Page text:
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Reviewed by: HU Medical Review Board | Last reviewed: May 2024 | Last updated: May 2024

The goal of treating irritable bowel syndrome (IBS) is to manage symptoms and, in turn, improve quality of life. Treatment generally includes a combination of therapies, and there are several medicines that may be used to alleviate symptoms. Different kinds of drugs that may be prescribed for IBS symptoms include:1

Therapeutic approaches to IBS treatment can also be classified as:2

  • Peripherally acting – therapies that affect the intestinal symptoms of IBS
  • Centrally acting – therapies that affect the entire body

Peripherally acting therapies

Peripherally acting strategies target the dominant symptom of IBS. People who have IBS with constipation (IBS-C) may try adding fiber to their diet or using drugs that treat IBS-C such as:

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There are also gut-specific antibiotics, such as Xifaxan (rifaximin), that may help people with IBS who complain of gas and bloating symptoms.2

Centrally acting therapies

Centrally acting agents affect the entire body. They may be used along with peripherally acting therapies. Centrally acting therapies include antidepressants and anti-anxiety medicines.2

Studies have shown a link between IBS and mood disorders such as anxiety and depression, as well as post-traumatic stress disorder (PTSD). A person with anxiety or depression may experience IBS symptoms due to the colon in part being controlled by the nervous system. Or a person with IBS may feel more anxious or depressed with the stress and frustration of dealing with IBS symptoms.1,3

Antidepressants and anti-anxiety drugs promote overall well-being and may also provide relief from IBS symptoms, such as abdominal pain, intestinal transit, or motility.4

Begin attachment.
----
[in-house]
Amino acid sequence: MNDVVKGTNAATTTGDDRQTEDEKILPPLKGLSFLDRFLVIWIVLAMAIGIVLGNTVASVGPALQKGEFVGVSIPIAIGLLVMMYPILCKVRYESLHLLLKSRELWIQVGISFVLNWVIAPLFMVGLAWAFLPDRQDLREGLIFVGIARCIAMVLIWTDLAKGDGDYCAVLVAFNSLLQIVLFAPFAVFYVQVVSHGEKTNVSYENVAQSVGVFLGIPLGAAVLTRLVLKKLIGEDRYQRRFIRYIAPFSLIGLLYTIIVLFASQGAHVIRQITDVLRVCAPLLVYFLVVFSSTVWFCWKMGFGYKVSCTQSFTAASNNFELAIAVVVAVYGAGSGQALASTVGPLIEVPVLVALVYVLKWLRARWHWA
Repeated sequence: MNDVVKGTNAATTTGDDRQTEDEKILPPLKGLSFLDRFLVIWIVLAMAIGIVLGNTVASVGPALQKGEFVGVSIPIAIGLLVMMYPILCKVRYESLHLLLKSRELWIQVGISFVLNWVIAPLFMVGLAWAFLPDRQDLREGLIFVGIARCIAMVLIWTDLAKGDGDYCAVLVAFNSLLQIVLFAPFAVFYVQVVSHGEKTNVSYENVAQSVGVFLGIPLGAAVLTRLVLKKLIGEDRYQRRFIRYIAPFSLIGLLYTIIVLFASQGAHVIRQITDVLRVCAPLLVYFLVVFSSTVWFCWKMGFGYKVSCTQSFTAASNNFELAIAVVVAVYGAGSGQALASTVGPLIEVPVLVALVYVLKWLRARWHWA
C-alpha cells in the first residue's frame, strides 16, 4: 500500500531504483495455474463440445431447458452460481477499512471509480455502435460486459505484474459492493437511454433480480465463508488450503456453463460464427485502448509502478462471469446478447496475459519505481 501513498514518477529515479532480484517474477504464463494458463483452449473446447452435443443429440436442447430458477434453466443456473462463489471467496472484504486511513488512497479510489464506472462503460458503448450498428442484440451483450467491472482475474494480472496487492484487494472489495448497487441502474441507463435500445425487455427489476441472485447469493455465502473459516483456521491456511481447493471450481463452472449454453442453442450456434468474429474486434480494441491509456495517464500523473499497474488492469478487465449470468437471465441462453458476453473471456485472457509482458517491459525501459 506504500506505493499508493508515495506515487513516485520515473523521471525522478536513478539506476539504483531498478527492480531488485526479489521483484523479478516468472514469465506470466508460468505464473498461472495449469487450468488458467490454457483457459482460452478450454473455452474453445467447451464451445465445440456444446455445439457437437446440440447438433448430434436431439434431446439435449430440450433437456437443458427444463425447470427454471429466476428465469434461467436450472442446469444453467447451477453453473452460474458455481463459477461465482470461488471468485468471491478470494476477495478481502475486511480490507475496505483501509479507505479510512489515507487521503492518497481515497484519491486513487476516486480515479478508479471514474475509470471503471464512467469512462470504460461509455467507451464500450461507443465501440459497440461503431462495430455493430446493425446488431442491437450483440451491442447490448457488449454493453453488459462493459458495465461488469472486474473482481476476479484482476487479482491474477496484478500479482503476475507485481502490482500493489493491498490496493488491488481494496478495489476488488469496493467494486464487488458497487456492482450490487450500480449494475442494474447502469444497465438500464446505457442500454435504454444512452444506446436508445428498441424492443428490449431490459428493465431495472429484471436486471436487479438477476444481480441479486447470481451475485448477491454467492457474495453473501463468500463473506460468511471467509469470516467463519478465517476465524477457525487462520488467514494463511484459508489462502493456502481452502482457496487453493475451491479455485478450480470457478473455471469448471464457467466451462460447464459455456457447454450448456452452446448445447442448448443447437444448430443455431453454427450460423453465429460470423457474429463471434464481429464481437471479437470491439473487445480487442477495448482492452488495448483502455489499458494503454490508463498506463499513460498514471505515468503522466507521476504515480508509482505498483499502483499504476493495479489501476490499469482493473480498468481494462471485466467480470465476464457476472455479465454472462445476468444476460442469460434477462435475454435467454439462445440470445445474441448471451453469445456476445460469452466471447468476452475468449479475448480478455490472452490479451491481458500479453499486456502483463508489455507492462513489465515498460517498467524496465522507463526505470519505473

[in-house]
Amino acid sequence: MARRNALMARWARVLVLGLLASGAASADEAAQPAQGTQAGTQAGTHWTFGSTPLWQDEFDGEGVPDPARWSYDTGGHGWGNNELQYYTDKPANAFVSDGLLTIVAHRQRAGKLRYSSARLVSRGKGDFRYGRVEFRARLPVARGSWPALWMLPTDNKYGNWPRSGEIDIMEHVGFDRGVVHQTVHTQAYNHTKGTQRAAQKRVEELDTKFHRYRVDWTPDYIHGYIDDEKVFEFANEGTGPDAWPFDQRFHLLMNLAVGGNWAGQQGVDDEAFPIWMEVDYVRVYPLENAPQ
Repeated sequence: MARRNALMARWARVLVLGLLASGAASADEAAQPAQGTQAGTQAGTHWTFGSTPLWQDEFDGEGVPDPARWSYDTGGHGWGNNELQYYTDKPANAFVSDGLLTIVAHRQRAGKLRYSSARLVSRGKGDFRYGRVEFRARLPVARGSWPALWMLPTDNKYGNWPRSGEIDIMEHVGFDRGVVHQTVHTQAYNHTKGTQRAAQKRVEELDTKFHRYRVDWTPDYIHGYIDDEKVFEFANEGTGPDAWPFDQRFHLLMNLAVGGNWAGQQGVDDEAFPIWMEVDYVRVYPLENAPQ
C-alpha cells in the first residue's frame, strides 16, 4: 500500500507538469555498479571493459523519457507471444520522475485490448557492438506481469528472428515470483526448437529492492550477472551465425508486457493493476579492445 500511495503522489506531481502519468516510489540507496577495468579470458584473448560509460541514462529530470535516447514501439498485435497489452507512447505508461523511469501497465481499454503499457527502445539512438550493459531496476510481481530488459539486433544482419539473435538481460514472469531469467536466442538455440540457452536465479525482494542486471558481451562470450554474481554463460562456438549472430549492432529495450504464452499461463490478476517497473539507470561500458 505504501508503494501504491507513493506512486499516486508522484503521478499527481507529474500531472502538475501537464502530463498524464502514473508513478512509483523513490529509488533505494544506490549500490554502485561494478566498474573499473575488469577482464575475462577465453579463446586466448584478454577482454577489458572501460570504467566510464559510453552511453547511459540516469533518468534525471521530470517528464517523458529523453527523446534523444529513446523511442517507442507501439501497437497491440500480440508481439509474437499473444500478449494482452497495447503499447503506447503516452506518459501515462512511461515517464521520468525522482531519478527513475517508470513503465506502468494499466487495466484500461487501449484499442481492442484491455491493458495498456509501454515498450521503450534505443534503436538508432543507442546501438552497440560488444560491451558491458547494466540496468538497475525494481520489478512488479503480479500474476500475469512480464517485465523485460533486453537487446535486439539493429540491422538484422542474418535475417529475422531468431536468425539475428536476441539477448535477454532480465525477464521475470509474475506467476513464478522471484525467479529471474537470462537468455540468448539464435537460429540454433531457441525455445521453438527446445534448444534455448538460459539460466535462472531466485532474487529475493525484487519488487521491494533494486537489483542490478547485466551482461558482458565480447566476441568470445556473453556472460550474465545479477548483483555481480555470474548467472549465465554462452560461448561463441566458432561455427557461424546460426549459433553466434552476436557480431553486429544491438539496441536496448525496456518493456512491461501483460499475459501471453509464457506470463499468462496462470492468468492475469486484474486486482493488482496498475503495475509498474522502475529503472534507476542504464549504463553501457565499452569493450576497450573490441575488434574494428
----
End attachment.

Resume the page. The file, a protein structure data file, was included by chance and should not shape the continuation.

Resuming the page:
Potential side effects

Side effects can vary depending on the specific drug you are taking. Talk to your doctor about the possible risks and benefits of any medicines you are taking. Talk to your doctor about what to expect when taking medicines to treat IBS. You also should call your doctor if you have any changes that concern you when taking any medicines.

Before beginning treatment for IBS, tell your doctor about all your health conditions and any other drugs, vitamins, or supplements you take. This includes over-the-counter drugs.

Additional treatment options for IBS

Medicine can help treat some of the symptoms of IBS. Many people with IBS find they need to try several different treatment options before finding the approach or combination of approaches that work best to manage their symptoms. This trial-and-error process can be frustrating. It may be comforting to know there are several options available.

In addition to medicine, people can try a variety of lifestyle approaches, such as:

Some people have also gotten relief from using complementary or alternative therapies.

Treatment results and side effects can vary from person to person. This treatment information is not meant to replace professional medical advice. Talk to your doctor about what to expect before starting and while taking any treatment.